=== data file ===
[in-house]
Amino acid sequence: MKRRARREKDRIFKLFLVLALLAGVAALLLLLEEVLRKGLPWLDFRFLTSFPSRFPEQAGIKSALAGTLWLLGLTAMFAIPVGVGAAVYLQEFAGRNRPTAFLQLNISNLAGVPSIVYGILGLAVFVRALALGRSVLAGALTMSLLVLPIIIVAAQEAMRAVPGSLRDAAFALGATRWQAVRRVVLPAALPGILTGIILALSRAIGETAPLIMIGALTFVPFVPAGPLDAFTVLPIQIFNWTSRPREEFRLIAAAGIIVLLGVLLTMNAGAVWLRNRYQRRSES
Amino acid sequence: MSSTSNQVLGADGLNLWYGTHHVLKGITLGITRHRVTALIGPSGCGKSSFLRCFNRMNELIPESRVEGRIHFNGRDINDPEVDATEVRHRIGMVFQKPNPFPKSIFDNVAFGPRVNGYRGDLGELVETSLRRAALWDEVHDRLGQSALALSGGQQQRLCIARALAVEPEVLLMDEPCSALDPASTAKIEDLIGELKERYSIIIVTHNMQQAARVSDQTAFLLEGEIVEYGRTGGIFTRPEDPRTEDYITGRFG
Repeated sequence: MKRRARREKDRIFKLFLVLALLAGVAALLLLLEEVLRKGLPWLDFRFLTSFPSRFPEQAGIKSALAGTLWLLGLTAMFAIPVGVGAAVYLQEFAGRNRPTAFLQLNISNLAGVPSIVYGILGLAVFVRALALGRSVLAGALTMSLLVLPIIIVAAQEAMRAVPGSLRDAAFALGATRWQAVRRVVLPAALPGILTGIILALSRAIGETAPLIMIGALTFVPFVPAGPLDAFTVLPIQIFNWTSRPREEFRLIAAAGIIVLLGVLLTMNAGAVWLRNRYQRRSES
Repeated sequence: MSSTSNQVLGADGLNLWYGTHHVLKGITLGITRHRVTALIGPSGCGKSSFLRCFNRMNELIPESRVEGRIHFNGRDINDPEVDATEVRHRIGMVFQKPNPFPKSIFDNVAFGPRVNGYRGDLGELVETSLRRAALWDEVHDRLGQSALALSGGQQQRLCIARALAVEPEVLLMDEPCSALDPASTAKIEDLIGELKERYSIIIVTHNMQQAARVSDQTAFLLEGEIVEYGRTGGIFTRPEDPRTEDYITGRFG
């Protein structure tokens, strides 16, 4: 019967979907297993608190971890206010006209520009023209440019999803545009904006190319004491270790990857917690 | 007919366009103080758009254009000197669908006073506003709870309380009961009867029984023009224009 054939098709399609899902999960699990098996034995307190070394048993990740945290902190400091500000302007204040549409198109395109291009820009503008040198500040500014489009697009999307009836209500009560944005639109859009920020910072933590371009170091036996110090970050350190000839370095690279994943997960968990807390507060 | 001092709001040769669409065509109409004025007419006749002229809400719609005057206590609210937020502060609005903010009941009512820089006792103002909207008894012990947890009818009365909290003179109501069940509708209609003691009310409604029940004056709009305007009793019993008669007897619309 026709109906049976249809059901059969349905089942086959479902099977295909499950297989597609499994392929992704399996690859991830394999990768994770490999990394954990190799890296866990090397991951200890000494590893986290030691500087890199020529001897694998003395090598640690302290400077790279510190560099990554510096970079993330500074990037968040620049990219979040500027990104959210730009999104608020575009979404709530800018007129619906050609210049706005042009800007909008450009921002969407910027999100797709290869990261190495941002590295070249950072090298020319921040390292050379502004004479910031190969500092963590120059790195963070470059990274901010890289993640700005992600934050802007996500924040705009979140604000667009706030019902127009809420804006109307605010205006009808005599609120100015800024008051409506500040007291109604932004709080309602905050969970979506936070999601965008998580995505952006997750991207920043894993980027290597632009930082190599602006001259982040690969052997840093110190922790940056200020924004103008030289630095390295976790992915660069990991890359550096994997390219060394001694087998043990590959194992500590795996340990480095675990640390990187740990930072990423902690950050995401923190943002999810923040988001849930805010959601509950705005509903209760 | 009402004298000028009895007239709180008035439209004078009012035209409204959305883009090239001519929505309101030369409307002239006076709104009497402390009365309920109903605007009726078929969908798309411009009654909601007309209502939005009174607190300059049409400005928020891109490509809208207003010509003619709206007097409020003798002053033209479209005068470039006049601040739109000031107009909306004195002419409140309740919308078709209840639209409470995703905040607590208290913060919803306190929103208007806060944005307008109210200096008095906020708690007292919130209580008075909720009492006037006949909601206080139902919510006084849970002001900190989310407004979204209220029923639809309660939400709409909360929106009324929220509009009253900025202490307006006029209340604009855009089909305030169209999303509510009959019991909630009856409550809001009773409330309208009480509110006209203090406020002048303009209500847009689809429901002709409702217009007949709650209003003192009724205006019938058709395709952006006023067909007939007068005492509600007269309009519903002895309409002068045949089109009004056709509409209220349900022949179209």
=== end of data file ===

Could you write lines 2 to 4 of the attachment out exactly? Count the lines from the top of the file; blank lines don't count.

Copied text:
Amino acid sequence: MKRRARREKDRIFKLFLVLALLAGVAALLLLLEEVLRKGLPWLDFRFLTSFPSRFPEQAGIKSALAGTLWLLGLTAMFAIPVGVGAAVYLQEFAGRNRPTAFLQLNISNLAGVPSIVYGILGLAVFVRALALGRSVLAGALTMSLLVLPIIIVAAQEAMRAVPGSLRDAAFALGATRWQAVRRVVLPAALPGILTGIILALSRAIGETAPLIMIGALTFVPFVPAGPLDAFTVLPIQIFNWTSRPREEFRLIAAAGIIVLLGVLLTMNAGAVWLRNRYQRRSES
Amino acid sequence: MSSTSNQVLGADGLNLWYGTHHVLKGITLGITRHRVTALIGPSGCGKSSFLRCFNRMNELIPESRVEGRIHFNGRDINDPEVDATEVRHRIGMVFQKPNPFPKSIFDNVAFGPRVNGYRGDLGELVETSLRRAALWDEVHDRLGQSALALSGGQQQRLCIARALAVEPEVLLMDEPCSALDPASTAKIEDLIGELKERYSIIIVTHNMQQAARVSDQTAFLLEGEIVEYGRTGGIFTRPEDPRTEDYITGRFG
Repeated sequence: MKRRARREKDRIFKLFLVLALLAGVAALLLLLEEVLRKGLPWLDFRFLTSFPSRFPEQAGIKSALAGTLWLLGLTAMFAIPVGVGAAVYLQEFAGRNRPTAFLQLNISNLAGVPSIVYGILGLAVFVRALALGRSVLAGALTMSLLVLPIIIVAAQEAMRAVPGSLRDAAFALGATRWQAVRRVVLPAALPGILTGIILALSRAIGETAPLIMIGALTFVPFVPAGPLDAFTVLPIQIFNWTSRPREEFRLIAAAGIIVLLGVLLTMNAGAVWLRNRYQRRSES